Max Weinreich documented in Hitler’s Professors: The Part of Scholarship in Germany’s Crimes against the Jewish People, an exhaustive study of the complicity of German intellectuals with the Nazi regime. Far from opposing the Nazi regime, we find that German academia actively provided the intellectual justification for Nazi fascism as well as the conceptual framework for the Holocaust. Weinreich does not claim that German scholars intended the Holocaust, but he argues that the Holocaust would not have been possible without them.
He asks, “Did they administer the poison? By no means; they only wrote the prescription.”
How could such a thing happen?
Very easily, it turns out.
The existentialists (along with the secular humanists and the liberals), deny the transcendent, deny objective truth, and deny the objective morality that derive from transcendence and objective truth. Rather than any preordained system – whether moral or theological – existentialist anchored meaning not to any ideals or abstractions, but in the individual’s personal existence. Life has no ultimate meaning; meaning is personal; and human beings must therefore create their own meaning for themselves.
One should already begin to see the problem: since existentialism, by its very nature, refuses to give objective answers to moral or ideological questions, a particular existentialist might choose to follow either a democrat or totalitarian ideology – and it frankly doesn’t matter which. All that matters is that the choice be a genuine choice.
Existentialists didn’t merely acknowledge this abandonment of transcendent morality, they positively reveled in it. In his book St. Genet, Jean-Paul Sartre celebrated the life of a criminal. Genet was a robber, a drug dealer, and a sexual deviant. By all conventional moral standards, Genet was an evil man. But for Sartre, even ostensibly evil actions could be moral if they were performed in “good faith.” And since Sartre’s Genet consciously chose to do what he did, and took responsibility for his choices and his actions, he was a saint in existentialist terms.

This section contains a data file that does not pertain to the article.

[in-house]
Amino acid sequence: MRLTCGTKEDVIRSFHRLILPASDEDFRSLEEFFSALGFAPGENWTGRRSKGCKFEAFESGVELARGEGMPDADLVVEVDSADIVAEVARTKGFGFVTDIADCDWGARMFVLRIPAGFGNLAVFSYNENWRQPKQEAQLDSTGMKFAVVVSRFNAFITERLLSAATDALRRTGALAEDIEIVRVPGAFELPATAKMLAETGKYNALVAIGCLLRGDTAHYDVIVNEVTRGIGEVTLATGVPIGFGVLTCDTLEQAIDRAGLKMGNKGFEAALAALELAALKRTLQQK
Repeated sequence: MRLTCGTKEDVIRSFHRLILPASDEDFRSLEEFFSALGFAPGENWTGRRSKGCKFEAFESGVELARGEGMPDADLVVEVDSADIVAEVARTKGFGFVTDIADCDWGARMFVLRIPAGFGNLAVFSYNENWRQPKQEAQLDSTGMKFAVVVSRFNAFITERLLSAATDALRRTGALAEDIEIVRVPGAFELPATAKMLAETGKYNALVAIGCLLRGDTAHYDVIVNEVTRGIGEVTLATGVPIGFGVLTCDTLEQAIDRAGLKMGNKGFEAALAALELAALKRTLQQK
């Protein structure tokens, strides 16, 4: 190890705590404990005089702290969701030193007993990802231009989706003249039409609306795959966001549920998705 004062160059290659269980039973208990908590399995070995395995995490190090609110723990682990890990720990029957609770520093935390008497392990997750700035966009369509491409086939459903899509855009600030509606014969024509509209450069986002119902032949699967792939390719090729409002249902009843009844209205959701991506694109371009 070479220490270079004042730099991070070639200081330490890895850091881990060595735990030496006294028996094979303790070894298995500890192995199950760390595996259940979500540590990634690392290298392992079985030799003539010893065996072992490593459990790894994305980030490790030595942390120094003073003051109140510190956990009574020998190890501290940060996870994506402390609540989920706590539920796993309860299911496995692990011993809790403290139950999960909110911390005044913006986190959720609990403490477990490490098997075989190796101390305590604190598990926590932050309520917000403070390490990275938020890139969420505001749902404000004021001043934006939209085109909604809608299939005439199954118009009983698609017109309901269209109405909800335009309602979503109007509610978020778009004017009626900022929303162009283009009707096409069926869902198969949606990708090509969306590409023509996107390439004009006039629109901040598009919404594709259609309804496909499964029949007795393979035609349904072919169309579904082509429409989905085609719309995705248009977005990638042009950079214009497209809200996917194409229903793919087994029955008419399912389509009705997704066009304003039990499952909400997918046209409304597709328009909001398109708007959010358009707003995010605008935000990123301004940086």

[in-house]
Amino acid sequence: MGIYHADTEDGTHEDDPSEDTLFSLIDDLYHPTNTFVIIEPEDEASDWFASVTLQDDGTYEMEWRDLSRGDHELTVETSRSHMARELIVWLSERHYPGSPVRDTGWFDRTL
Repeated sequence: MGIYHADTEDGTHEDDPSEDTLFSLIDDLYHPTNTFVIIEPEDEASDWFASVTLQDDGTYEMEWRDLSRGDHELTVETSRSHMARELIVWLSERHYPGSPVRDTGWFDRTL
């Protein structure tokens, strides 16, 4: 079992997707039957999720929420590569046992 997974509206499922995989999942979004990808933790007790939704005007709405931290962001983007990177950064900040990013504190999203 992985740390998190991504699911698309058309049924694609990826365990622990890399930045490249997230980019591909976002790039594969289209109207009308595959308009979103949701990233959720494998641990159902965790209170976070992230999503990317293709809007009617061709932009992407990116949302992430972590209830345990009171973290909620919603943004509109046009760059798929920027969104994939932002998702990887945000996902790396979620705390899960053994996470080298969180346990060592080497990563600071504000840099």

And the problem becomes even worse: by rejecting the concepts of transcendence, objective meaning, truth, and moral law, and by investing ultimate authority in the human will (i.e. Nietzsche’s “will to power”, Hitler’s “triumph of the will”), existentialism played directly into the hands of fascism — which preached the SAME doctrines. If fascism can be defined as “violent and practical resistance against the process of transcendence,” as Ernst Nolte defined it, then it’s affinities with existentialism are crystal clear. The two movements became part of the same stream of thought.
Modern Nietzsche followers argue that Nietzsche was not a racial anti-Semite. For the sake of argument maybe he wasn’t; but he was without any question an intellectual anti-Semite, who attacked the Jews for their ideas and their ethics — particularly as they contributed to Western civilization and to Christianity (which he also actively despised). And in addition to Nietzsche’s intellectual anti-Semitism was his utter contempt for any form of abstractions — particularly as they related to the transcendental categories of morality and reason. Nietzsche maintained that abstraction of life resulted from abstraction of thought. And he blamed Christianity – which he rightly blamed as a creation of the Jews – for the denial of life manifested in Christian morality.
And, unlike most pseudo-intellectuals of today, Nietzsche was consistent: in his attack against Christianity, he attacked Judeo-Christian morality. He attacked the Christian value of other-centered love, and argued that notions of compassion and mercy favored the weak and the unfit, thereby breeding more weakness. Don’t you dare think for a single nanosecond that Hitler didn’t take the arguments of this beloved-by-liberals philosopher and run down the field with them toward the death camps.